Since his medications were no longer working, Greg assumed he had little time left to live. He never imagined he would be around long enough to see the younger of his two sons graduate from high school (which he did in the spring of 2004), or his daughter give birth to his first grandson, who is now two years old. "It's really a miracle for me to see my grandson," Greg acknowledges. "I didn't think I would see my kids grow up. I remember telling my kids that I had AIDS and my daughter was crying. I really thought I would die soon."

From Crack Addict to College Grad
Greg started Fuzeon as part of a clinical trial in November 2002. He took the drug in combination with Epivir (3TC, lamivudine), Norvir (ritonavir), Viracept (nelfinavir), and TMC-114, an experimental protease inhibitor. "At that point I was out of options," he said. "If my doctor told me to jump off a building I would -- as long as I had a parachute!" By sticking to his regimen, Greg saw his viral load plummet to around 13,000 and his CD4 cells rise from 1 to 75.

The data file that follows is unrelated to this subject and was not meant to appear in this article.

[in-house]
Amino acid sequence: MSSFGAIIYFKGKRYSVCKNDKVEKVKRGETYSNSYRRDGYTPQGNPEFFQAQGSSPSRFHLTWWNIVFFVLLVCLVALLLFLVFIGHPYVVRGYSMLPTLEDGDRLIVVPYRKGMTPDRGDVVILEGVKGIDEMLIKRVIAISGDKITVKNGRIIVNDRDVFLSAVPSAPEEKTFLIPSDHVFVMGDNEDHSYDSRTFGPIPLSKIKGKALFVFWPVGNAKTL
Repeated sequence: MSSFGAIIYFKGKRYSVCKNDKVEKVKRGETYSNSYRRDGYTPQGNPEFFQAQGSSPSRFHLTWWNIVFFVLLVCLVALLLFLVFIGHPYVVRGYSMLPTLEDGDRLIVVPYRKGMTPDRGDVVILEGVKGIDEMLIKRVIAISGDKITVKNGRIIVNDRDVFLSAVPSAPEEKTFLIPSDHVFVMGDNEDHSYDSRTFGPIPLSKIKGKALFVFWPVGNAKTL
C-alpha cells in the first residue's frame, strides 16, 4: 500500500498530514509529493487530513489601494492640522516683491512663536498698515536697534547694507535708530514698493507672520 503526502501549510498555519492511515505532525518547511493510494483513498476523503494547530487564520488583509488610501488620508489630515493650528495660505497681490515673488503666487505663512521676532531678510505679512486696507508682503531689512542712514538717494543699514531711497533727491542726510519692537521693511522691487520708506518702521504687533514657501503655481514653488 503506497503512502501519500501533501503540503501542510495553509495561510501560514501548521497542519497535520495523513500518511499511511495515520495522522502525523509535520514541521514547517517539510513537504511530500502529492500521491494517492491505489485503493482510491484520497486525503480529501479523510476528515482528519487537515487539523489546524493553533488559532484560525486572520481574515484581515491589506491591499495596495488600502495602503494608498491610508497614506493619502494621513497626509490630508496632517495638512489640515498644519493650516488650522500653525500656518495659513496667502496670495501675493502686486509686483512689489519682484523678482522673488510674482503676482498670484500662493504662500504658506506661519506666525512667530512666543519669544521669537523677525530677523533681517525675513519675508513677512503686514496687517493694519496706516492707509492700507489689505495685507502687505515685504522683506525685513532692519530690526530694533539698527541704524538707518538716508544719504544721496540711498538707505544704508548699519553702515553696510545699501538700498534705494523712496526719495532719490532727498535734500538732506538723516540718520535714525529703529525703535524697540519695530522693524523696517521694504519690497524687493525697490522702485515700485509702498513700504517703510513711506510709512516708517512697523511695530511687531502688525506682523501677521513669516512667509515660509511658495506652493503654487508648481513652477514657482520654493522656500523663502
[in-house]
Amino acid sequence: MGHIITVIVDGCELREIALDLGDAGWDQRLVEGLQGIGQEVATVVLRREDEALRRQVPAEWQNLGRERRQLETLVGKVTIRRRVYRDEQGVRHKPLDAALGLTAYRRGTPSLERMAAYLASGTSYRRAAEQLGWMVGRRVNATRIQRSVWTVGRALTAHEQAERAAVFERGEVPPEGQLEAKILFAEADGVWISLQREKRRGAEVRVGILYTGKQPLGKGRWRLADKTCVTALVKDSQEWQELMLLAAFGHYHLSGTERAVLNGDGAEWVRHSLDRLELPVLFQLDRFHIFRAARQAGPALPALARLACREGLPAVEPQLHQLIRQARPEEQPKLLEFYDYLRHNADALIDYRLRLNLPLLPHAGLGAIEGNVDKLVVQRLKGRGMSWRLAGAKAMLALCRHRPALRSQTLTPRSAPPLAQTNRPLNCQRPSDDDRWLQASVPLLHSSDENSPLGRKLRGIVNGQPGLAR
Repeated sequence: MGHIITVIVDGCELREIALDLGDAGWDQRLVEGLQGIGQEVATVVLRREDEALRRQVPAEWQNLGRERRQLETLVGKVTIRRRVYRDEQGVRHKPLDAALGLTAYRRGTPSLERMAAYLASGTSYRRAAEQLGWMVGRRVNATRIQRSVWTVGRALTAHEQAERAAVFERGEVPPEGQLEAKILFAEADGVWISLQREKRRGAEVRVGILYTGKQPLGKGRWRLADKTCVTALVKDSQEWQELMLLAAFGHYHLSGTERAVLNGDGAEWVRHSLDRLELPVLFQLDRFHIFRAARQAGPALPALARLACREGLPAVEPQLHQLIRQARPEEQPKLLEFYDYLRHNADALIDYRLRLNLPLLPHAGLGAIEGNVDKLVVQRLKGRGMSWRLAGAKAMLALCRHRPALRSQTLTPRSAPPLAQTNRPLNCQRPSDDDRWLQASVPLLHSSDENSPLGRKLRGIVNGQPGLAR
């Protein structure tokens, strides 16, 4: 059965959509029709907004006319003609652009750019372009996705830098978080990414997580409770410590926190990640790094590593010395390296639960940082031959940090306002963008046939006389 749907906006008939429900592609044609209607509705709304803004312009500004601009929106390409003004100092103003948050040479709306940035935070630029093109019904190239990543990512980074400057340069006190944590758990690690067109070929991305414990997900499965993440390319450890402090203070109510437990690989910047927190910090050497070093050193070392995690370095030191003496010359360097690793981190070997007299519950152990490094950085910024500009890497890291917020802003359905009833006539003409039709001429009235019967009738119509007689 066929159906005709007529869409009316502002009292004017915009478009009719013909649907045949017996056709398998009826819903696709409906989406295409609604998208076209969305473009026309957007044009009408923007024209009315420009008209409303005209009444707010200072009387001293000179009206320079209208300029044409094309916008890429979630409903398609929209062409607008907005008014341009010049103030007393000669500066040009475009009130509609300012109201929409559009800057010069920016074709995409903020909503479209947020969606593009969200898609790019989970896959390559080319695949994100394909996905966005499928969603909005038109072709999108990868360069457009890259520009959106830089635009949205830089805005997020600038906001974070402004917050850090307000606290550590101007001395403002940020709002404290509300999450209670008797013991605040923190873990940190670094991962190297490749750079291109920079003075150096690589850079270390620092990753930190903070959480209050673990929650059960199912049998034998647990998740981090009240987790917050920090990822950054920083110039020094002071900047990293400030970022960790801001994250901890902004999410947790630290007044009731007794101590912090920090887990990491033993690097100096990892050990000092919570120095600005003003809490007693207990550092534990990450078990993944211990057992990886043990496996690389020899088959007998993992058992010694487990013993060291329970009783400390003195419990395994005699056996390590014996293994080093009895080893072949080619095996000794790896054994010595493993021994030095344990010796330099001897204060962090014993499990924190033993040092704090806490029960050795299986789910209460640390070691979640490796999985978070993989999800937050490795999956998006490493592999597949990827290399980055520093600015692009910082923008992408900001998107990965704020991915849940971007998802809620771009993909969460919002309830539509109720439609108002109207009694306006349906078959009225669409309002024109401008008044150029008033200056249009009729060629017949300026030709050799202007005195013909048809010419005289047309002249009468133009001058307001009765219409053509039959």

That same year, Greg decided to finish college. He will graduate in October 2004 with a degree in applied behavioral science, which he will put to use in the HIV community. "That's all because of the Fuzeon, the hope that it gave me," he says. "I haven't got to undetectable yet, but to me this is a big improvement from over a million copies to 13,000!"

Learning to Adjust
When asked what he thought when his doctor told him that he would have to inject Fuzeon twice a day, Greg, who never even injected during his crack addiction, replied, "The thought of injections didn't bother me too much because I had experience injecting Procrit for anemia. I wanted to do whatever was necessary to get the virus under control. The first three or four times I injected I had to play the training video to do it. After that it became second nature. It really was no big deal considering the benefit I was trying to get from the drug."